Mr Mogensen in particular seems to have started off from the wrong place altogether when he said the airport was not designed to handle connecting services, which is a growing operation in the future of his LCC. While the original Reykjavik and Keflavik airports, World War 2 bases for Allied forces, had a makeshift feel as a transfer point for civilian commercial services (Loftleiðir, Icelandair’s predecessor, even offered a middle-of-the-night tarmac exchange at Reykjavik) development since the 1960s at Keflavik has been dictated by the airline’s need to promote transfer (‘sixth freedom’) traffic. It isn’t too far off the mark to say that Icelandair might not have survived without it.
The small population – even now it is less than 340,000, the size of a middling European city – means that despite a high propensity to travel amongst the indigenous population Iceland’s airlines need either large numbers of tourists or passengers that are passing through. A very short summer season and a high cost of living meant that until fairly recently tourist numbers were low (they were boosted by the collapse of the currency following the 2008-11 financial crisis and the glacial volcanic eruption of 2010 which gained the country global notoriety; negative tourist growth became +16% in 2011).
Thus in the past the very survival of Icelandair was predicated on the generation of connecting traffic, especially in the long off- and shoulder-seasons, and anyone using the airline’s services in the 1990s and early 2000s would vouch for the modern Keflavik Airport’s reputation as the best transfer point in Europe through its Leif Erikson terminal, which opened in 1987.
As the airport became too small for even Icelandair’s transfer operations a new South Building was opened in 2001, the North Building was enlarged through to 2007 and then further expanded again in 2015/16 to 65,000 sq m.
However, there have been complaints recently that growth is outstripping the infrastructure. In Oct-2016 state operator Isavia announced that the consultancy Aton had been commissioned to prepare a report on future development of the airport. That announcement came just nine months after the publication of a new master plan. An additional runway is to be built over the next fifteen years in order to cater to growth. The master plan also proposes a larger airport terminal by 2040, when the airport should be handling 14 million ppa (which sounds conservative when the current growth patterns are considered).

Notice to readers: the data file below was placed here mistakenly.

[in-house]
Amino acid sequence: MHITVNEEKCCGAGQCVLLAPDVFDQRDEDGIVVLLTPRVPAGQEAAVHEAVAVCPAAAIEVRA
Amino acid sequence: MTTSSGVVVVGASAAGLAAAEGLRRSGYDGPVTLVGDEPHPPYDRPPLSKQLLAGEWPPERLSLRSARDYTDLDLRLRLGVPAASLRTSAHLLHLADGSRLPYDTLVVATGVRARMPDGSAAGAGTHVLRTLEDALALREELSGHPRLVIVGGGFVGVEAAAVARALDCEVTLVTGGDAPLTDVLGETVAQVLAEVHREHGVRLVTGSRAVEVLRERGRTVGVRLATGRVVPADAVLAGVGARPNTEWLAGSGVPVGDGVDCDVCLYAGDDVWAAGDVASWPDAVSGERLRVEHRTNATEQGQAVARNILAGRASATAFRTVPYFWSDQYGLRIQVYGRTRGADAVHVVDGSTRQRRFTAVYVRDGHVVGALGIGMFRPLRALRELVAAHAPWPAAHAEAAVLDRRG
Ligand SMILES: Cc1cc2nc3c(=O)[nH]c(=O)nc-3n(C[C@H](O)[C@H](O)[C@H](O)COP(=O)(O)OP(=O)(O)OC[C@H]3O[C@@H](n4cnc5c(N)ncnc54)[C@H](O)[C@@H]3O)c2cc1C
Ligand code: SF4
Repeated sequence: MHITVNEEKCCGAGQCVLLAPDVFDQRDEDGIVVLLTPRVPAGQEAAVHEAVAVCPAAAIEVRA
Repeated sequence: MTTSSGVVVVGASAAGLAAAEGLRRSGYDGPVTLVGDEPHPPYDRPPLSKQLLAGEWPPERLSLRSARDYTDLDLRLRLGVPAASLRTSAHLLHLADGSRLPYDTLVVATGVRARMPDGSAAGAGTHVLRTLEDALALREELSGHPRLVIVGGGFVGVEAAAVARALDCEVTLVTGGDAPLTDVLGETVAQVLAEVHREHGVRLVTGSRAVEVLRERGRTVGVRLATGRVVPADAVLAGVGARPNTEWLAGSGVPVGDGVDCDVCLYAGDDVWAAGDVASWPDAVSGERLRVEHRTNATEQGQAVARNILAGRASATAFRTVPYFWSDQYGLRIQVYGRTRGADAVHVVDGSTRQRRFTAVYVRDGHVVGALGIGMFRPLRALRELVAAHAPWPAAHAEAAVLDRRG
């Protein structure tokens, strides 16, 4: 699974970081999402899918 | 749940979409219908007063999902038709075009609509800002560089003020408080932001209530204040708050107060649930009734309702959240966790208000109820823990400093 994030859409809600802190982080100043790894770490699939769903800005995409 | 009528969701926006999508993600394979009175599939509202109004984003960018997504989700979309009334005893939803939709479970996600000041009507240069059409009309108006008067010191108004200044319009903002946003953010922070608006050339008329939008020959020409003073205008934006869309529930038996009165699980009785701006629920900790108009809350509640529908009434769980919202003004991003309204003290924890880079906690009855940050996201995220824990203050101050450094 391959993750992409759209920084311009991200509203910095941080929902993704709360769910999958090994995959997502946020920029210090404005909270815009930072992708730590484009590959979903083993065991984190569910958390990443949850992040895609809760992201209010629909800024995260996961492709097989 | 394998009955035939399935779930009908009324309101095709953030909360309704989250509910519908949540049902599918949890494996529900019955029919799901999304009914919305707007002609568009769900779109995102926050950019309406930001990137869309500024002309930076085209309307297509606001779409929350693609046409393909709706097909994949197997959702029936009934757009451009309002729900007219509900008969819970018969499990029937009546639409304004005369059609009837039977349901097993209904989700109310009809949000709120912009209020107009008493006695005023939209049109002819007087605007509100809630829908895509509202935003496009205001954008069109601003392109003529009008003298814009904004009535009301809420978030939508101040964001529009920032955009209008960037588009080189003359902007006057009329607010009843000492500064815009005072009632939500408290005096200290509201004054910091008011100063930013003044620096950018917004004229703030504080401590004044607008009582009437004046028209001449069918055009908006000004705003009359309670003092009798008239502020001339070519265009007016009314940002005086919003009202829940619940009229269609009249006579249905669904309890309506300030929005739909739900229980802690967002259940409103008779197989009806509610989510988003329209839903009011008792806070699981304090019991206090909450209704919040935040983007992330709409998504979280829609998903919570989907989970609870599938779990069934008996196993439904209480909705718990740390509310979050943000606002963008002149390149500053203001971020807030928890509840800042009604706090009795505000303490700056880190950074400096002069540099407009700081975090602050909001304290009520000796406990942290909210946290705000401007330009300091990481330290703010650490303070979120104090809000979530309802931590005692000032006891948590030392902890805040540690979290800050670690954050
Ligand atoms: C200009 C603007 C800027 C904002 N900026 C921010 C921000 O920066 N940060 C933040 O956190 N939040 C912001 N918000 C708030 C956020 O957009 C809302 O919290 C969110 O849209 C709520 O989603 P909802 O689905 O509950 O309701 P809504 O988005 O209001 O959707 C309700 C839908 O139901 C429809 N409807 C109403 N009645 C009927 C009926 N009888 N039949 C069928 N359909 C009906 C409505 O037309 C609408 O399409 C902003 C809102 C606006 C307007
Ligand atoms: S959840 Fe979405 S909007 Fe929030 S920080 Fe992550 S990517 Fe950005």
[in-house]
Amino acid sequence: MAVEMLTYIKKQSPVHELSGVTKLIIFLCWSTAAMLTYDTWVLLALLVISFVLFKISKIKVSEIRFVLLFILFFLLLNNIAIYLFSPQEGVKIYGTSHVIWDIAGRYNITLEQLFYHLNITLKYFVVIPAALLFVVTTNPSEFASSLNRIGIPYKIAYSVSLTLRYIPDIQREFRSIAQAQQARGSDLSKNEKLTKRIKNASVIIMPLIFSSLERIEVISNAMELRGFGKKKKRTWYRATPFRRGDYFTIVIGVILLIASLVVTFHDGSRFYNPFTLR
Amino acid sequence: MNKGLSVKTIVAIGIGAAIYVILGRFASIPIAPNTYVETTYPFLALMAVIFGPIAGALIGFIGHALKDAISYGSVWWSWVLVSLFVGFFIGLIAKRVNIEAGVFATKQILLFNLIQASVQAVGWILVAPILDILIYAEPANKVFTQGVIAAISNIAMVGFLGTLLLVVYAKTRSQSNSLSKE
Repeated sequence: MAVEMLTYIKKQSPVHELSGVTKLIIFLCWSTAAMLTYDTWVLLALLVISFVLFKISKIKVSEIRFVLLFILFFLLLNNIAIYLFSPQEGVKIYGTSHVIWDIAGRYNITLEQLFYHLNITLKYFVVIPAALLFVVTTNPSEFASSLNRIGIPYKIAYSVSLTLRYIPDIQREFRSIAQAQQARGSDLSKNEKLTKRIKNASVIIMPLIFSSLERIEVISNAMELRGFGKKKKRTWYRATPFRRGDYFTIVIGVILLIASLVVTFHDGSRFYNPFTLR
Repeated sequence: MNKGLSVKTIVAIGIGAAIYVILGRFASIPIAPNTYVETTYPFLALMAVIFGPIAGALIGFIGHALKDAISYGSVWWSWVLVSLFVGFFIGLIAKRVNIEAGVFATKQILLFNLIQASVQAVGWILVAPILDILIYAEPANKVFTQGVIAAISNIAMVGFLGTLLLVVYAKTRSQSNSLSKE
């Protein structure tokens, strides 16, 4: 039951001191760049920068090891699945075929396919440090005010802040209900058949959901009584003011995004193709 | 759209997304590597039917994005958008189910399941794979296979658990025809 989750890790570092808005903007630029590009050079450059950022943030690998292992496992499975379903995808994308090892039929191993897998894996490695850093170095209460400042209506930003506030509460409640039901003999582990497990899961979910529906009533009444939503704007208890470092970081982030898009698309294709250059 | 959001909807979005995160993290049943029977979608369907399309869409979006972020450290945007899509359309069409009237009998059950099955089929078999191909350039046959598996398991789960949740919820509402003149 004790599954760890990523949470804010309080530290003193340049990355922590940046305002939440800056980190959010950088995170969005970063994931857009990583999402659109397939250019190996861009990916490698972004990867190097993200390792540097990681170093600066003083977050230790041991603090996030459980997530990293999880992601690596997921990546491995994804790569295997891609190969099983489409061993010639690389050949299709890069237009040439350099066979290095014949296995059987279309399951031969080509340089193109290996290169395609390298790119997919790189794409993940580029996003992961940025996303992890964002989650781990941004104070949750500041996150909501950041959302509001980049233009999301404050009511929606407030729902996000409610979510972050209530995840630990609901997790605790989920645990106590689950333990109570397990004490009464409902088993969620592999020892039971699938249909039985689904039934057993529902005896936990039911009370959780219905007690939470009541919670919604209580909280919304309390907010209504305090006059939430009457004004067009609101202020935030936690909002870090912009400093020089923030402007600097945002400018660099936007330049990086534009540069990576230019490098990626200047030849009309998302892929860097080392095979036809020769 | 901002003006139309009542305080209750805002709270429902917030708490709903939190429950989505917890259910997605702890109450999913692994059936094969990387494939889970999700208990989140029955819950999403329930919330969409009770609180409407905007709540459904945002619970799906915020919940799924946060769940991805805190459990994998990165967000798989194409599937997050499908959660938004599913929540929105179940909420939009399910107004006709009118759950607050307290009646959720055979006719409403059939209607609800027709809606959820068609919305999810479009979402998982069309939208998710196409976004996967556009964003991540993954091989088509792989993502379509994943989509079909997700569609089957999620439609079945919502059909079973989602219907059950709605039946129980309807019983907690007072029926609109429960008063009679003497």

CHART - Icelandair and WOW air account for more than three quarters of the capacity from Keflavik International Airport based on schedule data for the week commencing 16-Oct-2017Source: CAPA - Centre for Aviation and OAG
All this seems rather vague and suggests a lack of urgency. Just a glance at the growth charts implies that more of it is needed. There are other questions, too. In a country with such a small population where are the workers going to come from to build the infrastructure and to man it? The number of employees at the airport increased by 1700 in 2016. While tourism has overtaken the marine sector (including fishing) as the principal plank of the economy not everyone wants to work in aviation, hotels or construction; or can. Large scale immigration might not be a popular remedy in a conservative country.
Under these circumstances the fact that two airline executives that head up privatised airlines should suggest the airport should be privatised is unsurprising. (Iceland has never had a state airline). After all, privatisation should introduce a willingness to invest and easier access to capital to do so. That’s the theory. In the latter case – capital accessibility - that is true but a ‘willingness to invest’ should never be taken for granted. An investor, especially one from the ranks of private equity, might be content to adopt a rubber walls strategy and cram as many air services and non-aeronautical revenue generating fixtures into the existing infrastructure as possible while minimising investment, which is what BAA was accused of doing in the early years of its tenure at London Heathrow Airport.
Then there are the business prospects to consider. Will Iceland always be as popular as it has been in the last five years? Both the Keflavik passenger traffic and tourism figures have dipped, by nine percentage points and six percentage points respectively in the first nine/seven months respectively of 2017.
The Master Plan, published in 2015 and updated in 2016 is based on development plans for the tourism sector. According to the country's Tourism Plan, currency income from the sector will increase significantly, from ISK 350 billion in 2015 to more than ISK 620 billion in 2020 and reaching over ISK 1,000 billion by 2030.
Visitor costs are starting to edge back up and the accommodation stock, despite seemingly half the population being members of Airbnb, is trailing the provision of airline seats, especially during the high season and when there are events taking place. Apart from July and August you can’t camp in Iceland.
Iceland is just one of three Nordic countries that co-operate in tourism promotion but the other two (Greenland and the Faroe Islands) lag it. Neither is going to overtake Iceland any time soon but the Faroe Islands in particular are already making their mark as the preferred choice for the next generation of ‘innovators’ and ‘first movers’ within this esoteric market. (See 'Love Island – Could the Faroes become the next Iceland?').